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Woodlice and Silverfish

By: Dr Gareth Evans - Updated: 19 Aug 2012 | comments*Discuss
 
Woodlouse Crustacean Silverfish Insect

The lumbering armadillo-like woodlouse and the fleet-footed silverfish are surprisingly common, though often overlooked, visitors in our homes. Though both share a liking for cool, dark, damp hiding places beneath sinks or at the back of cupboards and despite a superficially similar appearance, in many ways they could not be more different. Fittingly, both the level of nuisance they pose and the best methods to deal with them reflect this.

Woodlice

Woodlice are not insects, but a kind of crustacean – related to crabs, lobsters and prawns – and need moist conditions to survive. Despite their name, they do not damage wood; though in nature they may often be found in and under rotting logs and principally live on decaying vegetable matter and fungi, although they may occasionally attack the shoots and roots of seedling plants.

Normally to be encountered outside, hiding during the day in cool, dark and damp nooks and crannies under stones or beneath old wood, woodlice sometimes enter homes, particularly with the onset of cold weather in the winter. If drought or heavy rainfall affects their normal hiding places this may also trigger an invasion. Contrary to a common belief, they do not come inside to breed, but simply in search of shelter – though in modern, centrally heated houses this is often their undoing, as the warm, dry conditions usually kill them off within a few days. If they find their way into relatively damper and more favourable surroundings, such as the bathroom or beneath the kitchen sink woodlice may do better, particularly if they also find a source of food.

Although they are entirely harmless, apart from the small amount of damage they cause to young foliage from time to time, many people simply do not like them – especially if they arrive in large numbers.

If they are viewed as a problem, there are a few measures which can help. The swiftest and perhaps kindest solution is simply to sweep or vacuum them up and return them outside where they belong. Since invading woodlice often originate from hiding places close by the house itself, removing likely sheltering spots and sealing any points of entry such as cracks or holes in the masonry, or gaps around doors or windows may help prevent them returning in the future.

Drying out or turning up the heating in any areas of the house where they have been seen will either drive them away, or hasten their demise. Specialist products can be used as a last resort against woodlice, or alternatively, although they are not insects, commonly available insecticide sprays or dusts are also effective, especially if applied to likely hiding places.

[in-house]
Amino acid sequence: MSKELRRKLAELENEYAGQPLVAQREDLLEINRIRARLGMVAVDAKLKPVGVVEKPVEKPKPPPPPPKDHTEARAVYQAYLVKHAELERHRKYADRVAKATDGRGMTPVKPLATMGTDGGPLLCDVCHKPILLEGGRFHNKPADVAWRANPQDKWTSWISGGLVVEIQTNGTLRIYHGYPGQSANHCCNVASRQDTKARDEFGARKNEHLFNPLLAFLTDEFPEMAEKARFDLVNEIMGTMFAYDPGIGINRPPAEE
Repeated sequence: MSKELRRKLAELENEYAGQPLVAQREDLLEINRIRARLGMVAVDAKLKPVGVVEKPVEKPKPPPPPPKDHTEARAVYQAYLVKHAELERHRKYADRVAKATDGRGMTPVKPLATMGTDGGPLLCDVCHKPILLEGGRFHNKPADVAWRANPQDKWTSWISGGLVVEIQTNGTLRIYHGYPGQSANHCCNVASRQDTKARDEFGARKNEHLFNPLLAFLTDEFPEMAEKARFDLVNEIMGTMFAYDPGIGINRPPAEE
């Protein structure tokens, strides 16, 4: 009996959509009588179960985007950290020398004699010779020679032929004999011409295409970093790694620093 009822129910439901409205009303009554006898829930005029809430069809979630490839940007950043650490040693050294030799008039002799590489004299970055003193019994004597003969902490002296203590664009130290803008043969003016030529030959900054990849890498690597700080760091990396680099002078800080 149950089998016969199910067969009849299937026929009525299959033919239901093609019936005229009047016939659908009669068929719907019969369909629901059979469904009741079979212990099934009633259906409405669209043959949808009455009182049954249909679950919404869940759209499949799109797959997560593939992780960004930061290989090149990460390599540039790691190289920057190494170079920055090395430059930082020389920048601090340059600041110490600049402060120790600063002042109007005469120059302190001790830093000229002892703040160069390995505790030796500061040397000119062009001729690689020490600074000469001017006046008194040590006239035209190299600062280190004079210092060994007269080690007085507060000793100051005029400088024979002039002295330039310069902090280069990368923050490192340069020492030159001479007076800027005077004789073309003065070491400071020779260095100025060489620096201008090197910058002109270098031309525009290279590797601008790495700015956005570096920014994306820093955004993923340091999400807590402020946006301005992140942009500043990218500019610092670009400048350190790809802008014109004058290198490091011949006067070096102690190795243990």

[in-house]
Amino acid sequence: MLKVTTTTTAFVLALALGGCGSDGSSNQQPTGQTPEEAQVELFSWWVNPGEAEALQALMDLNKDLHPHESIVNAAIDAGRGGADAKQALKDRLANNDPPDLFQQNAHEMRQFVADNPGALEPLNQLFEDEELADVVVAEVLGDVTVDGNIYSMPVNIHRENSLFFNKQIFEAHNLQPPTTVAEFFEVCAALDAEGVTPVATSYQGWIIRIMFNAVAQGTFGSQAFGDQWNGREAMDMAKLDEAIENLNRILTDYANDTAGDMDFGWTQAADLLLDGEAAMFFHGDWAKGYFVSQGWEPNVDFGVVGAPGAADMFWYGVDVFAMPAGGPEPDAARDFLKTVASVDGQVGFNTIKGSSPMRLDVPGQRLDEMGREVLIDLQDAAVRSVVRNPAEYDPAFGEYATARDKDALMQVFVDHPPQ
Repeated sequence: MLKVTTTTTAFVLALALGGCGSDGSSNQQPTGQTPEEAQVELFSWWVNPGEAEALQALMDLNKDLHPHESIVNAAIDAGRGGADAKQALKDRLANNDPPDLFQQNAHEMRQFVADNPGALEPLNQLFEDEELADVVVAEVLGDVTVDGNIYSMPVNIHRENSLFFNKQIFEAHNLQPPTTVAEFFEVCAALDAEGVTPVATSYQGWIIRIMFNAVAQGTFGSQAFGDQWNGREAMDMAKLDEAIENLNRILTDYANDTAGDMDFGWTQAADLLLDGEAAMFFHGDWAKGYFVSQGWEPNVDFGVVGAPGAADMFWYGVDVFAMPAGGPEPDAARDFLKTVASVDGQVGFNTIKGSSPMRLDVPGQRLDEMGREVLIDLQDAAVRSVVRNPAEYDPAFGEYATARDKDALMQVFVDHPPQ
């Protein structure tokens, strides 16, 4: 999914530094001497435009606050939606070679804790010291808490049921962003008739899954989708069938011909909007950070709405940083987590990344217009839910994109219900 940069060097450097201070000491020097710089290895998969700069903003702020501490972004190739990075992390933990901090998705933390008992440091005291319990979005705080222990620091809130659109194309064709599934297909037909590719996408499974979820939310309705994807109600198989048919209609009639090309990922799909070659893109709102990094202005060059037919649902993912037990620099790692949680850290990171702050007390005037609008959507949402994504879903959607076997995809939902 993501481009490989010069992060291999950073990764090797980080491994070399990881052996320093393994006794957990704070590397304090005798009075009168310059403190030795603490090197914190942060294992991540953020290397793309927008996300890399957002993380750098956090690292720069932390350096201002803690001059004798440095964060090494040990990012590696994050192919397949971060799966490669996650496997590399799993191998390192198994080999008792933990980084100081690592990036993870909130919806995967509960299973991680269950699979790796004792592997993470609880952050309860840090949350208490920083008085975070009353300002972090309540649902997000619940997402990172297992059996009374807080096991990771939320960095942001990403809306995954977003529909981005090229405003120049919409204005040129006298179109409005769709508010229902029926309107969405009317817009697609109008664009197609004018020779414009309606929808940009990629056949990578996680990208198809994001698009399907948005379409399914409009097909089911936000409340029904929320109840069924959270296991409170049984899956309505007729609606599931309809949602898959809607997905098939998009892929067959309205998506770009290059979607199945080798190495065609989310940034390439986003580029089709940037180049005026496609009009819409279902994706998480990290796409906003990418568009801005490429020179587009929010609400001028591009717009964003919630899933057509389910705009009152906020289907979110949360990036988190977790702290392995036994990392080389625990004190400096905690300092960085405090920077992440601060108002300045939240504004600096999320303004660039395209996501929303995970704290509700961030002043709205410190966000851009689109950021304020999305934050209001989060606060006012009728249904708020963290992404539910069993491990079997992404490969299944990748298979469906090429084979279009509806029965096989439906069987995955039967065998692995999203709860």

Silverfish

Silverfish are swift-running, torpedo-shaped, wingless insects around 1cm long in metallic silver with three long, thin bristles at their tail-end. They shun the light, hiding in damp, cool places in kitchen cupboards, bathrooms and underneath floors and are often only seen if surprised by a light late at night, when they have emerged to feed. They may also sometimes be found trapped in baths or basins, since they cannot climb smooth surfaces.

Unlike woodlice, silverfish can cause damage around the house, since these scavengers feed on a variety of materials, with wallpaper and old books featuring as favourites on their menu. Yellowish stains, irregular patches or notches on paper are common tell-tale signs of silverfish activity, although they also commonly eat glues, tile grouting, paste and cereal crumbs.

Silverfish and their eggs can often be brought into the home in cardboard boxes, old books or papers. The newly hatched young look like miniature adults.

Denying them food by tidying up areas where cardboard, books or old paper are stored can be useful in controlling silverfish, but it is unlikely to be enough on its own as they can survive for a year or more without feeding.

Residual insecticides are the most effective means of controlling silverfish and should be applied to all likely looking nooks and crannies under sinks, behind skirting boards, around pipes and anywhere else which might harbour them.

Although the control measures outlined should prove effective, both woodlice and silverfish favour moist conditions, which may mean that their presence could also be a sign of condensation or some other form of damp. This is not entirely bad news however, since if it is the case, identifying and resolving the underlying cause – which can often mean simply improving ventilation or fixing a plumbing leak – frequently removes the pest problem too.

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